Brechner 40th Anniversary

Public Deserves Quality, Timely Information About Local Crime

By Mark R. Caramanica
Partner , Thomas & LoCicero PL

The public’s right to timely and meaningful information about crimes and police activity within their communities—along with the ability to observe and serve as a check on the prosecutors and courts where those who stand accused are tried—stands as a hallmark of an open society and is some of the most critical information one should know about their neighborhood.  Thus, one of the most vital assignments at your local television station or newspaper is the crime/courts beat.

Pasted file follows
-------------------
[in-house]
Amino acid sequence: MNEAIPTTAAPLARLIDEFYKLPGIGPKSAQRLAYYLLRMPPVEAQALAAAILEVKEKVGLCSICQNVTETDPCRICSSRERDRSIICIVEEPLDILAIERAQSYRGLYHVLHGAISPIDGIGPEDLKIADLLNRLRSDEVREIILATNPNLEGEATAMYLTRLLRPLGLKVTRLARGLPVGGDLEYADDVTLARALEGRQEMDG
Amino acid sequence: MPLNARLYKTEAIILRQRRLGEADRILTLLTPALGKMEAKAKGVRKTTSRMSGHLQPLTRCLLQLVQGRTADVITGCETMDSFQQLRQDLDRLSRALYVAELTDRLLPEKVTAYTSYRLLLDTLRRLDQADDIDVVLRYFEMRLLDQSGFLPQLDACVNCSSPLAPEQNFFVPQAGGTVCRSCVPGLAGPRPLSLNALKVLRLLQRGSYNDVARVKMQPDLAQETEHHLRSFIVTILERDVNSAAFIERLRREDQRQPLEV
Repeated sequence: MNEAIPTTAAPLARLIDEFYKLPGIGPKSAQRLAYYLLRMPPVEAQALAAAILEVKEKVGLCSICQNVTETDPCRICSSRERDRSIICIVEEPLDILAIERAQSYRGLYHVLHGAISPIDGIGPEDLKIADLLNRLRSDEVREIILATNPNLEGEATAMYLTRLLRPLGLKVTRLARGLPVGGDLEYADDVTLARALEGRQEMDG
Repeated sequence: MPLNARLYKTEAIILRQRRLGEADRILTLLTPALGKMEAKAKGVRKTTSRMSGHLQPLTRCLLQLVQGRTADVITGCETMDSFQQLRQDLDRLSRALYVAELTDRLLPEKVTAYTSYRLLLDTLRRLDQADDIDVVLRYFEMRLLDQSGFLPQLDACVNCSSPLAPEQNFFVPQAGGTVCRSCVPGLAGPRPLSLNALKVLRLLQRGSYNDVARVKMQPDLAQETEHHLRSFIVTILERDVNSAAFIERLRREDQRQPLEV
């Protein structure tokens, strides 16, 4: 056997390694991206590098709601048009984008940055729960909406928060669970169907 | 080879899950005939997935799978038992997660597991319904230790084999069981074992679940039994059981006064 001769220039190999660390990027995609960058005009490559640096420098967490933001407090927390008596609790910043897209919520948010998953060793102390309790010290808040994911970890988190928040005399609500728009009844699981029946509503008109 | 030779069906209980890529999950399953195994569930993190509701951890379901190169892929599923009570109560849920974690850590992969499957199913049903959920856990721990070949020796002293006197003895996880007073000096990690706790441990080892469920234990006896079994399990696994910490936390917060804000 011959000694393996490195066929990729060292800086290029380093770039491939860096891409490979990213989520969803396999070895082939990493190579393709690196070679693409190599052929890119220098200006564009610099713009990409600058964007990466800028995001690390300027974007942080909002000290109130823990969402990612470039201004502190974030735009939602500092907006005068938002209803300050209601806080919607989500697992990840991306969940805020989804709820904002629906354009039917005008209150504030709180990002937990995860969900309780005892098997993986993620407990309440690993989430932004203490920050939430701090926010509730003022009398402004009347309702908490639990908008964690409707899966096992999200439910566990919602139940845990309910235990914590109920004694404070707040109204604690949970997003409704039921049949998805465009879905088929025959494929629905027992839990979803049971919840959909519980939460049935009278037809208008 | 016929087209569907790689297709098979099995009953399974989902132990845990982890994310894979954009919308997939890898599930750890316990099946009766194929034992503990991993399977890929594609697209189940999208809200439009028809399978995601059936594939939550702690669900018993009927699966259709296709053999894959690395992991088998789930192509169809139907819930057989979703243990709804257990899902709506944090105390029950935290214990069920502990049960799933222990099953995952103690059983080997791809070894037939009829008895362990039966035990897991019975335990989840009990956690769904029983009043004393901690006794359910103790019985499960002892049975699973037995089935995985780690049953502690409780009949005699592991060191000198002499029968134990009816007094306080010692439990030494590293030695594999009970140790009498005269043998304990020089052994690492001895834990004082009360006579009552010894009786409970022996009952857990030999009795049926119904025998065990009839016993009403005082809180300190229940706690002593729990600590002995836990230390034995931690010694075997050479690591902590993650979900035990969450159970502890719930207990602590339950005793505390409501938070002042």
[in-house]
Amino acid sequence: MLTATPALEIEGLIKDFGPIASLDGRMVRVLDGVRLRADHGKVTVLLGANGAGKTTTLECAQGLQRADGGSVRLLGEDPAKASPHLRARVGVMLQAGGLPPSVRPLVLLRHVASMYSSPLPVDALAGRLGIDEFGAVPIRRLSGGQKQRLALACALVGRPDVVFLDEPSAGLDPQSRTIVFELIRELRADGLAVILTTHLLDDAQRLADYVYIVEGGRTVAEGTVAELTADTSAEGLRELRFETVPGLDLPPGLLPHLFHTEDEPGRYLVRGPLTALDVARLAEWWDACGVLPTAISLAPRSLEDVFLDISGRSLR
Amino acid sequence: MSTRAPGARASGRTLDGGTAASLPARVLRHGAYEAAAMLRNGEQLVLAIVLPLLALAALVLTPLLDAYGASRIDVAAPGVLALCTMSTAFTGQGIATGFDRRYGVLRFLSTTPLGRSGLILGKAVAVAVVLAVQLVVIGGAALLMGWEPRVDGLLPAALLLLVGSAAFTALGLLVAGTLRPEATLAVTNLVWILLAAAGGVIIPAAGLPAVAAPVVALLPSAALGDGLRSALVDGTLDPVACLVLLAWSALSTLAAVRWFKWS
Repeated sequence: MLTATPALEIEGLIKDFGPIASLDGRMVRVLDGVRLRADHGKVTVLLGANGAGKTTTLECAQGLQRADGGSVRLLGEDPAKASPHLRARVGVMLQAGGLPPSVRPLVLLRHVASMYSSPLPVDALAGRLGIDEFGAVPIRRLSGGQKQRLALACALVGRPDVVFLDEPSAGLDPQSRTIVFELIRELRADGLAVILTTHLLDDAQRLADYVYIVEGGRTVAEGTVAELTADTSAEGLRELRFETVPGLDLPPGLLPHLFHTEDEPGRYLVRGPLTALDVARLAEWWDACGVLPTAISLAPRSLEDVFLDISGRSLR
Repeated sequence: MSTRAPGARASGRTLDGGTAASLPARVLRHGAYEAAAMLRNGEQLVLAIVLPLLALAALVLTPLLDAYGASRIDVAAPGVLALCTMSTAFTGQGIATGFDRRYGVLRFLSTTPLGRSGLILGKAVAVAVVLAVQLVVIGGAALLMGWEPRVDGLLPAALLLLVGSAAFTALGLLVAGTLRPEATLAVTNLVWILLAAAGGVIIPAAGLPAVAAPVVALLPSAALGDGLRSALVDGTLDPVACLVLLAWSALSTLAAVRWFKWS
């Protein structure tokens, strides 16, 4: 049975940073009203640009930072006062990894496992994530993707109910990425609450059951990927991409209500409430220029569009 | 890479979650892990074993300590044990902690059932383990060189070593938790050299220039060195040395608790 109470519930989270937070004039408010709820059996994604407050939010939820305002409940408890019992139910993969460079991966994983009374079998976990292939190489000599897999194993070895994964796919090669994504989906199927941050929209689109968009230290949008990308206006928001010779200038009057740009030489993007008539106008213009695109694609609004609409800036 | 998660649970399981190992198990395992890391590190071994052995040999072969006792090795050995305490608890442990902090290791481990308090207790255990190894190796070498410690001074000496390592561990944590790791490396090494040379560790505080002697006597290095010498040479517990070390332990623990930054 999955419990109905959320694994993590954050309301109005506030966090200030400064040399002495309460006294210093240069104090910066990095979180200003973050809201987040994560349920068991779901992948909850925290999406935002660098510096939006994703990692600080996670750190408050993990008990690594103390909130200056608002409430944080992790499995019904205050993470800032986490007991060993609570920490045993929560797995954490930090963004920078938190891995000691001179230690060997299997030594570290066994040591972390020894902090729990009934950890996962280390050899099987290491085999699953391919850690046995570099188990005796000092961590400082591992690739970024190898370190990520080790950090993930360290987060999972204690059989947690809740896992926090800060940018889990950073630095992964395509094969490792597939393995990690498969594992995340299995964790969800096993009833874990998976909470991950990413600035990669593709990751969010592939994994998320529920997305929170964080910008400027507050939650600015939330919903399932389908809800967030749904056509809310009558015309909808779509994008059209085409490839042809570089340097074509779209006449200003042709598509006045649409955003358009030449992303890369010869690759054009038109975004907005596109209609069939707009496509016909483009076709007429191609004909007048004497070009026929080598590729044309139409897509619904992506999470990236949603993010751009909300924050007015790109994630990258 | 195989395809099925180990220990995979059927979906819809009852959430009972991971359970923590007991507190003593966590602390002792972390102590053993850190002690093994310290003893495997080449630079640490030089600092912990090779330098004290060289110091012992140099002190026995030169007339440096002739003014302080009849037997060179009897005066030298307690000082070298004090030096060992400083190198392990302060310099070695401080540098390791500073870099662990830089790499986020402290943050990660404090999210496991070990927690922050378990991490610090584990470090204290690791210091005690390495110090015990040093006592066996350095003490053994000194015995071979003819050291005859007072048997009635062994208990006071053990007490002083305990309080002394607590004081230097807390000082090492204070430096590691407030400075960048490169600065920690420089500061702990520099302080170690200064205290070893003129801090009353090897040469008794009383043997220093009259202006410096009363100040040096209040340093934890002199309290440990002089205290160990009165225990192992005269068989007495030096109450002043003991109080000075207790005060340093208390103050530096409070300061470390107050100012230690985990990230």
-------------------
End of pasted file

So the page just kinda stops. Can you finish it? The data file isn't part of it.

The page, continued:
In my practice, I advise and help journalists and news outlets fighting on a seemingly daily basis to obtain access to the public records documenting these newsworthy events.  Authorities can be reticent to provide the information journalists seek and, left unchallenged, this can result in limited, piecemeal record disclosures, sometimes made weeks or months after an event occurs.    

The story of getting the story is one that is often not meticulously detailed in the local newspaper or nightly newscast.  Yet, it is an important one for which to be ever mindful because it frequently involves tenacious journalists (and sometimes their lawyers) standing up against a public records request denial so that story can be told.  In the law enforcement context, records are commonly withheld because the custodial agency maintains that their public release would compromise an ongoing investigation.